‘Eating Well for Less’ is the third in a series of blogs setting out the lessons I have learned from lockdown. Previous blogs in this series have looked at the need for information and new ways to communicate.
Eating Well For Less
Well it was forced upon us but boy has it been a good lesson! A refocus on buying local, healthy home cooking, I’ve lost weight and we have saved money!
When reading this, remember that there are only two of us in this household, Barnet Boy and me. As pensioners, we work part-time to supplement our income. I can only speak for our experience in relation to eating well for less.
Limited Visits To Supermarkets
The lockdown in Italy started on 9 March 2020 and lasted in total for two months, one week and two days though it seemed longer. At the time of writing we are still gradually emerging out of lockdown but still with lots of restrictions.
Grocery Shopping Pre-Lockdown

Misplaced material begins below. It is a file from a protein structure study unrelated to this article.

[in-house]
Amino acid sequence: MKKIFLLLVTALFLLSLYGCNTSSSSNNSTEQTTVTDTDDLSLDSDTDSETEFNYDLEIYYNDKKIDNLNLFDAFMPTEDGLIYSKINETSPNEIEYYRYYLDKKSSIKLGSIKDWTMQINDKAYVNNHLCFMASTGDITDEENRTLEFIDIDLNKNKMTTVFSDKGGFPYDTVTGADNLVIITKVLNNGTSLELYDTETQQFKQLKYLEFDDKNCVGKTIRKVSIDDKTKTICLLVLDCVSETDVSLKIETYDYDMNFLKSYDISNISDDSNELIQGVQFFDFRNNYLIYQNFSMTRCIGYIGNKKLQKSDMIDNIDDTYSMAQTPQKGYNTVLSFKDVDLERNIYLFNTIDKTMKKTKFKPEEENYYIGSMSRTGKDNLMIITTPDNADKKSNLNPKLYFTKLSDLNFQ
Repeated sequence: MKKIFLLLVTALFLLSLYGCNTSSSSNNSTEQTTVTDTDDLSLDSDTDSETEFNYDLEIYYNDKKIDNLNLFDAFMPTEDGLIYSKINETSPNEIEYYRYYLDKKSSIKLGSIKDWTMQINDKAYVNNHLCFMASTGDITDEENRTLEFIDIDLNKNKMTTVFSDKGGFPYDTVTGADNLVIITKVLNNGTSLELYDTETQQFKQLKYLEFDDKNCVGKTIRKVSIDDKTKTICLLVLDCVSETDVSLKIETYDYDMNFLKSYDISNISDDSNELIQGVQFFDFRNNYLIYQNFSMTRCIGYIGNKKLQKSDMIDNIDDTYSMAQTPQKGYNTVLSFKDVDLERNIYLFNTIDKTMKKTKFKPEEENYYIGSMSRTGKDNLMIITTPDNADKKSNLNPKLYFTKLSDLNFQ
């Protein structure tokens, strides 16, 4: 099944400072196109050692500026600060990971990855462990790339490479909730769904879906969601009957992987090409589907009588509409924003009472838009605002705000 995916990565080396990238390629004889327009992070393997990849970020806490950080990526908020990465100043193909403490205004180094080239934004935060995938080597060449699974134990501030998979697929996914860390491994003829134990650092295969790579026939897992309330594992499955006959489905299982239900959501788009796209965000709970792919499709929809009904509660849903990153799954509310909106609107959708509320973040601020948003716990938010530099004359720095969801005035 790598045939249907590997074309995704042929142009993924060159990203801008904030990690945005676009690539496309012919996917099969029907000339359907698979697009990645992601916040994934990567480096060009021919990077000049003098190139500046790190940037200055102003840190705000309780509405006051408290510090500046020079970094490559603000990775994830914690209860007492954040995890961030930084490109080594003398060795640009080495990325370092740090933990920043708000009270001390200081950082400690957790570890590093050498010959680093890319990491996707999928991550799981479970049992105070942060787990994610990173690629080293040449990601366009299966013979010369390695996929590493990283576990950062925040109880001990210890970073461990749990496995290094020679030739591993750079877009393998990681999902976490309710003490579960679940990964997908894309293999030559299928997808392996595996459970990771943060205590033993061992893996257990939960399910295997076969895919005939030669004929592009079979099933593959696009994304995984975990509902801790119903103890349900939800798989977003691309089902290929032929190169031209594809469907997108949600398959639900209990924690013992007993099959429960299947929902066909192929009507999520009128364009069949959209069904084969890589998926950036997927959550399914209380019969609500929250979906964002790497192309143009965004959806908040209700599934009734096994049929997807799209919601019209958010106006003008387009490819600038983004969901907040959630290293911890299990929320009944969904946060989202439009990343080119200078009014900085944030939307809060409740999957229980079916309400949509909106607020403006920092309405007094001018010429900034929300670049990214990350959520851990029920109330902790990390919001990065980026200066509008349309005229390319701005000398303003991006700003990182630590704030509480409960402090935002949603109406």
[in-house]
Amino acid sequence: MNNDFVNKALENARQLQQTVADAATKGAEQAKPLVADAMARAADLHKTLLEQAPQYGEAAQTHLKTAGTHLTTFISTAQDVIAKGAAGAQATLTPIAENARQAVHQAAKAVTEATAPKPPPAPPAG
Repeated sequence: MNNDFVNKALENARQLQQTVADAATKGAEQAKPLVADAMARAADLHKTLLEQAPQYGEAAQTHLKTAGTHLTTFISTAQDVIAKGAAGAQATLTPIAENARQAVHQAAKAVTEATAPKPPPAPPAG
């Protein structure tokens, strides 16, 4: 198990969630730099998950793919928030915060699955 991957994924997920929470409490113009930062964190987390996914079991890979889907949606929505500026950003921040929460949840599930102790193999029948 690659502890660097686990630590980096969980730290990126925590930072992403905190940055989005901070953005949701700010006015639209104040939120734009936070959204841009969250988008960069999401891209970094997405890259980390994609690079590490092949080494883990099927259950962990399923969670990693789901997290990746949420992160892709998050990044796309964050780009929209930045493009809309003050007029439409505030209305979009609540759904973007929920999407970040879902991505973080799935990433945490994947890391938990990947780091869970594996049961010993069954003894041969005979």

Before lockdown we would go out a couple of times week to buy bread and groceries. Of course, we never just bought bread or the few vegetables that we needed. It was inevitable that the odd special offer would find its way into our shopping trolley.
Similarly, if I wanted to make something for dinner and was an ingredient short I would just pop out and buy it (along with a couple of other things that would catch my eye). All that changed when only one of us was allowed out once a week to go grocery shopping.
Grocery Shopping During Lockdown
In lockdown I went to the big supermarket once every three weeks and then in between times BB went to our local shop in Paciano once on each of the other weeks to pick up fresh fruit and vegetables. Using the local shop reminded us that we could shop more locally. The range of produce is limited, but for essentials such as yeast, flour and fresh goods it makes sense to only pop down the road. Plus there are fewer temptations!
Given the different approach to grocery shopping, I had to plan our meals much more carefully. We are both vegetarians, I eat predominantly vegan, and I had to really think about how I was going to use the food I was buying as it was going to have to last longer. I actually started meal planning several days ahead. Whereas I used to get up in the morning and cook whatever took my fancy, my choice became dictated by available ingredients and things that needed using up.